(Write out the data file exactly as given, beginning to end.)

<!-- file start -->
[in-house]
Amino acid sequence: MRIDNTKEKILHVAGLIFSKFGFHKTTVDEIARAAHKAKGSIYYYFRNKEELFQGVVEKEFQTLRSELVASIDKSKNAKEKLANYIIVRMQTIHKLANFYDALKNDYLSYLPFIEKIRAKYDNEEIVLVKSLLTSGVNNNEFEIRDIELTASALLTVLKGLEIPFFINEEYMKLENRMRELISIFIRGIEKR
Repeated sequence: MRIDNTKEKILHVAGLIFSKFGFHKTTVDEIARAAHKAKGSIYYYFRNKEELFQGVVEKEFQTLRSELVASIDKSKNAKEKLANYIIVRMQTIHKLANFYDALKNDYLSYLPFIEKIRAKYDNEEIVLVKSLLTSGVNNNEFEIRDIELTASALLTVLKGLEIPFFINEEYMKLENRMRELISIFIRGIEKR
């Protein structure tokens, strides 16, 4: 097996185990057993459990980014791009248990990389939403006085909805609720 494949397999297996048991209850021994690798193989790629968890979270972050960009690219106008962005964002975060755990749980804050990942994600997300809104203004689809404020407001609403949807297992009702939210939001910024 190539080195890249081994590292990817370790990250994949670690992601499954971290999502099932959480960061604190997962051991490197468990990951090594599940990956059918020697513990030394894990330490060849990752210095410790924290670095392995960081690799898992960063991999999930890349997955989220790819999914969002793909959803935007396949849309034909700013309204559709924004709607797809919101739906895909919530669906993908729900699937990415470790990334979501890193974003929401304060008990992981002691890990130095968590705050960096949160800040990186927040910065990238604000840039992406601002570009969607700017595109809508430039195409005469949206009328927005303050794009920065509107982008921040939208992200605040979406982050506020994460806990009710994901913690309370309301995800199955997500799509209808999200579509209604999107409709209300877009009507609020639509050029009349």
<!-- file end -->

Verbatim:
[in-house]
Amino acid sequence: MRIDNTKEKILHVAGLIFSKFGFHKTTVDEIARAAHKAKGSIYYYFRNKEELFQGVVEKEFQTLRSELVASIDKSKNAKEKLANYIIVRMQTIHKLANFYDALKNDYLSYLPFIEKIRAKYDNEEIVLVKSLLTSGVNNNEFEIRDIELTASALLTVLKGLEIPFFINEEYMKLENRMRELISIFIRGIEKR
Repeated sequence: MRIDNTKEKILHVAGLIFSKFGFHKTTVDEIARAAHKAKGSIYYYFRNKEELFQGVVEKEFQTLRSELVASIDKSKNAKEKLANYIIVRMQTIHKLANFYDALKNDYLSYLPFIEKIRAKYDNEEIVLVKSLLTSGVNNNEFEIRDIELTASALLTVLKGLEIPFFINEEYMKLENRMRELISIFIRGIEKR
């Protein structure tokens, strides 16, 4: 097996185990057993459990980014791009248990990389939403006085909805609720 494949397999297996048991209850021994690798193989790629968890979270972050960009690219106008962005964002975060755990749980804050990942994600997300809104203004689809404020407001609403949807297992009702939210939001910024 190539080195890249081994590292990817370790990250994949670690992601499954971290999502099932959480960061604190997962051991490197468990990951090594599940990956059918020697513990030394894990330490060849990752210095410790924290670095392995960081690799898992960063991999999930890349997955989220790819999914969002793909959803935007396949849309034909700013309204559709924004709607797809919101739906895909919530669906993908729900699937990415470790990334979501890193974003929401304060008990992981002691890990130095968590705050960096949160800040990186927040910065990238604000840039992406601002570009969607700017595109809508430039195409005469949206009328927005303050794009920065509107982008921040939208992200605040979406982050506020994460806990009710994901913690309370309301995800199955997500799509209808999200579509209604999107409709209300877009009507609020639509050029009349």